DI Supply I, LLC v. Director of Revenue

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Justia Opinion Summary

The Supreme Court affirmed the decision of the Administrative Hearing Commission determining that DI Supply I, LLC's room furnishing sales to the Drury Hotels were not exempt from sales tax under the resale exemption in Mo. Rev. Stat. 144.010.1(11), holding that DI Supply failed to meet its burden to prove that the items it sold to Drury Hotels were resold by the hotels.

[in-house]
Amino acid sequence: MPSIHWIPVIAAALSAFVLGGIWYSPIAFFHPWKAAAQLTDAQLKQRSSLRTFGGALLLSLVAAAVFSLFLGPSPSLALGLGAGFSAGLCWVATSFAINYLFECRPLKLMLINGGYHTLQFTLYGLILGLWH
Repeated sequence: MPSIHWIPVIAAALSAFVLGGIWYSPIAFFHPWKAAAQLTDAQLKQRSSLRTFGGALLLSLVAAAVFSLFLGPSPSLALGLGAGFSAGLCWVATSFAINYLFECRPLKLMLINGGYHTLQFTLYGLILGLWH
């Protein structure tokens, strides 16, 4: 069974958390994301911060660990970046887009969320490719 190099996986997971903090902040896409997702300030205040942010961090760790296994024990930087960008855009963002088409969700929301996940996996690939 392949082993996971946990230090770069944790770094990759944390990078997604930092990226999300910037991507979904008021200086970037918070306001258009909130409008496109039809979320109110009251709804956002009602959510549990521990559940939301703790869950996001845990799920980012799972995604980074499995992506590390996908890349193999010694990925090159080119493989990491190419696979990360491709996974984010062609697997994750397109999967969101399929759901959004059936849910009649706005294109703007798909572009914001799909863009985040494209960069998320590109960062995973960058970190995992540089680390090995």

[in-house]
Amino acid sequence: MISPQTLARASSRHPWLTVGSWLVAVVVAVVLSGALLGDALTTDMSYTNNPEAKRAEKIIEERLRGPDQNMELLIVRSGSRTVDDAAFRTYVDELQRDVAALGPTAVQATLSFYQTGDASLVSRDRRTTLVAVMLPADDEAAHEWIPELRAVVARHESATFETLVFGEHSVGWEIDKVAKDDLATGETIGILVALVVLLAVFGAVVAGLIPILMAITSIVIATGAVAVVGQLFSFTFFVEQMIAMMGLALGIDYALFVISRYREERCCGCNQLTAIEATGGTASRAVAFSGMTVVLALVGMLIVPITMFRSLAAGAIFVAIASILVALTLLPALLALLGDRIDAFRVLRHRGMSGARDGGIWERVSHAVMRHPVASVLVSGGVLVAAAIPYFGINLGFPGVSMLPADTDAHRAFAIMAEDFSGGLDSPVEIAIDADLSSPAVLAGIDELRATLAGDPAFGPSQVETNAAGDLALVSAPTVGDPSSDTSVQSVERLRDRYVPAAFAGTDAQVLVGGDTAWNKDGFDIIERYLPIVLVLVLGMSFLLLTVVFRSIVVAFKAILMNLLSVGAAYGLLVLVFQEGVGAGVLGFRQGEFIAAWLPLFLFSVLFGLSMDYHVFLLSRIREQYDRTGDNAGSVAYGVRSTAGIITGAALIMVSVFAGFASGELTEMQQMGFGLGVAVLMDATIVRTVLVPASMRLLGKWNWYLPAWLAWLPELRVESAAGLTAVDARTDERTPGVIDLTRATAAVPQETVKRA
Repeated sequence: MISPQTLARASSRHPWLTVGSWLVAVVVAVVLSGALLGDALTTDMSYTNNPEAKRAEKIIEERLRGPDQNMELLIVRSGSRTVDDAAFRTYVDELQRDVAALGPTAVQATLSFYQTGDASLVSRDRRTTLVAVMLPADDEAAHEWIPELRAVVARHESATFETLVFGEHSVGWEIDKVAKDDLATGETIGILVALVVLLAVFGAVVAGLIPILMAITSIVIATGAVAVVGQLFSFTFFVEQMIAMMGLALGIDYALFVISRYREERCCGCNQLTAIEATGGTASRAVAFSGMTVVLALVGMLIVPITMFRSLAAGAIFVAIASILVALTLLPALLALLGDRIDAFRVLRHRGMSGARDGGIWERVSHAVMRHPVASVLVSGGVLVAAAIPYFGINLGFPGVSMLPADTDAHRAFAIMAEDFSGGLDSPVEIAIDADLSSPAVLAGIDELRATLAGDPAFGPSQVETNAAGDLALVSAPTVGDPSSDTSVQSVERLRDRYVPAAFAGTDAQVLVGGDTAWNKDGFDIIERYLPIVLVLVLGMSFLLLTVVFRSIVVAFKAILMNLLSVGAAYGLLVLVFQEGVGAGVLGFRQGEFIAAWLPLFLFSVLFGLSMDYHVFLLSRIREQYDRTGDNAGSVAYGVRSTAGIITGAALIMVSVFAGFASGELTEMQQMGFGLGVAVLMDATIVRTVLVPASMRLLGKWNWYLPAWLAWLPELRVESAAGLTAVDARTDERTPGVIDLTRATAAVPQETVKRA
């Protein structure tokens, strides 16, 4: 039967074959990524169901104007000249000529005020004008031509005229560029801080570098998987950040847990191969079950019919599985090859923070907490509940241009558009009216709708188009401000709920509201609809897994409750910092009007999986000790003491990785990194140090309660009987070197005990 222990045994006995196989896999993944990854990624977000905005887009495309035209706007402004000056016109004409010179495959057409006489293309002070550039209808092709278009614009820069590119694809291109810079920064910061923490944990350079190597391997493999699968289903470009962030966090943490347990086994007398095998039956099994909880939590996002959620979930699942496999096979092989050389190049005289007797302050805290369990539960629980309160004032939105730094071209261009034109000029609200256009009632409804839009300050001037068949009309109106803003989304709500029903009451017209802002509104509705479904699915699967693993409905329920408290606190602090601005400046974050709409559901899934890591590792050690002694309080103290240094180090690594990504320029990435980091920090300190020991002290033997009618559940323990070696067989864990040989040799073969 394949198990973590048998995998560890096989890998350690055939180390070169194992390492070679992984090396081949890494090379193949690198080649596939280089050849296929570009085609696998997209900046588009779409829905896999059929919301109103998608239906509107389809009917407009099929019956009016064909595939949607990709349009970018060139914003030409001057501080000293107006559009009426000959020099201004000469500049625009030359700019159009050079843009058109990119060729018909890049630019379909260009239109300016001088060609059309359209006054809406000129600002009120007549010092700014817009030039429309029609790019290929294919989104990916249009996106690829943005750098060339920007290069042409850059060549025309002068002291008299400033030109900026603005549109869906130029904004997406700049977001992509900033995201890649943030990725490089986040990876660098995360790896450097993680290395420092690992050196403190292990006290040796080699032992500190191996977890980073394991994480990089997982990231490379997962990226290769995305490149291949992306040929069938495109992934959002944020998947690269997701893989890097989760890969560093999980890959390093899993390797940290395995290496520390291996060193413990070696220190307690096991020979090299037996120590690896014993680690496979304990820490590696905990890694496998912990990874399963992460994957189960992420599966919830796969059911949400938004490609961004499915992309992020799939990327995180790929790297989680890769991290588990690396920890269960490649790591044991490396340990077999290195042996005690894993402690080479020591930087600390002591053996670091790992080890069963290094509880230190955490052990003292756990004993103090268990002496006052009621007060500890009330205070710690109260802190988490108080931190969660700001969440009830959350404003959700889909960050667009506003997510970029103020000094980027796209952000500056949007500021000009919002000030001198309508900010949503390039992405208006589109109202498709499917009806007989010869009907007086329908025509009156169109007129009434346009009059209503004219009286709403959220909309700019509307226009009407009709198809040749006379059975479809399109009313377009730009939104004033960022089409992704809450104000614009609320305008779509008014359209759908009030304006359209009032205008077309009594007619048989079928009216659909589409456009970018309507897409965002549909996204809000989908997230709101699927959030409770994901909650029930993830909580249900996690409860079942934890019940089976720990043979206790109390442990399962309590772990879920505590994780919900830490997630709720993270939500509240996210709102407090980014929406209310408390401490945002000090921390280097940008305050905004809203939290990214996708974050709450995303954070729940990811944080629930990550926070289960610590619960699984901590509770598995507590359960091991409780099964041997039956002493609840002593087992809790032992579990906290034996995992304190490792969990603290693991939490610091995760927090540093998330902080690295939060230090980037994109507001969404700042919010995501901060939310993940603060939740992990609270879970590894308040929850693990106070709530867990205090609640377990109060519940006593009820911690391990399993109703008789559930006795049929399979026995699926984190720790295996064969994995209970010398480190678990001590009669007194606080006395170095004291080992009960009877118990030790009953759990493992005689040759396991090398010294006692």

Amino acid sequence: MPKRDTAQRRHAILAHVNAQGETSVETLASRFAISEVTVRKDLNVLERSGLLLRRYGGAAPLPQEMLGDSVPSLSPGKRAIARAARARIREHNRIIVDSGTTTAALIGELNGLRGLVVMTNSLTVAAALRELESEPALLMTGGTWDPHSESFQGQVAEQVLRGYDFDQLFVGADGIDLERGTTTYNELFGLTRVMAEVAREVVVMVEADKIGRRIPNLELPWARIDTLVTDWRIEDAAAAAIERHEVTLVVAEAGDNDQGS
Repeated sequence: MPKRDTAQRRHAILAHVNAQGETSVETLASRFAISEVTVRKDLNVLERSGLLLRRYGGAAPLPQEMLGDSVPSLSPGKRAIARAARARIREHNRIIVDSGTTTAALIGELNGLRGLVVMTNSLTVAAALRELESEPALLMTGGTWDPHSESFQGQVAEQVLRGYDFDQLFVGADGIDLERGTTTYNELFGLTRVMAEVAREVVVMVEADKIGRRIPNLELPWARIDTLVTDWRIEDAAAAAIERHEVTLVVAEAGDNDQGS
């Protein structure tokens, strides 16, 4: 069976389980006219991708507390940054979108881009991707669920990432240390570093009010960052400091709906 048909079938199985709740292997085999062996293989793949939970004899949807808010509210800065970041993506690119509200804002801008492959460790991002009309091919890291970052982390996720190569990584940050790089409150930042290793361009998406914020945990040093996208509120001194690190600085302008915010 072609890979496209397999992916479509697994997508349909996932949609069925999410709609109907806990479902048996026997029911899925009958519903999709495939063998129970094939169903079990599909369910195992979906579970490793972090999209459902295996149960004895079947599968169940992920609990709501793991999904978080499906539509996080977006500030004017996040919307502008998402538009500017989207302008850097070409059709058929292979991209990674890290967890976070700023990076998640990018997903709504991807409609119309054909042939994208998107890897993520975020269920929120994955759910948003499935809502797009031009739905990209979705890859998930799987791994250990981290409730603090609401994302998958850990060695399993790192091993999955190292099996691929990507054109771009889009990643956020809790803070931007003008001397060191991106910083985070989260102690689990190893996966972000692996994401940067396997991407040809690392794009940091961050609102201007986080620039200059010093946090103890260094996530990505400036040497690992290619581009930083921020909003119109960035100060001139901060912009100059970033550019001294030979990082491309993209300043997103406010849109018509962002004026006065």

An audit determined that DI Supply failed to remit sales tax on more than $11 million in taxable sales of room furnishings to Drury Hotels during the audit period. DI Supply contested the tax liability, arguing that the items of tangible personal property were purchased for resale to hotel guests and not subject to Missouri local sales or use tax. The Commission upheld $613,159 of the assessment for sales tax and interest. On appeal, DI Supply contested its sales tax liability for sales of room furnishings to Drury Hotels. The Supreme Court affirmed, holding that DI Supply failed to show that Drury Hotels transferred title or ownership of the room furnishings and, therefore, failed to show the applicability of the resale exemption by clear and unequivocal proof.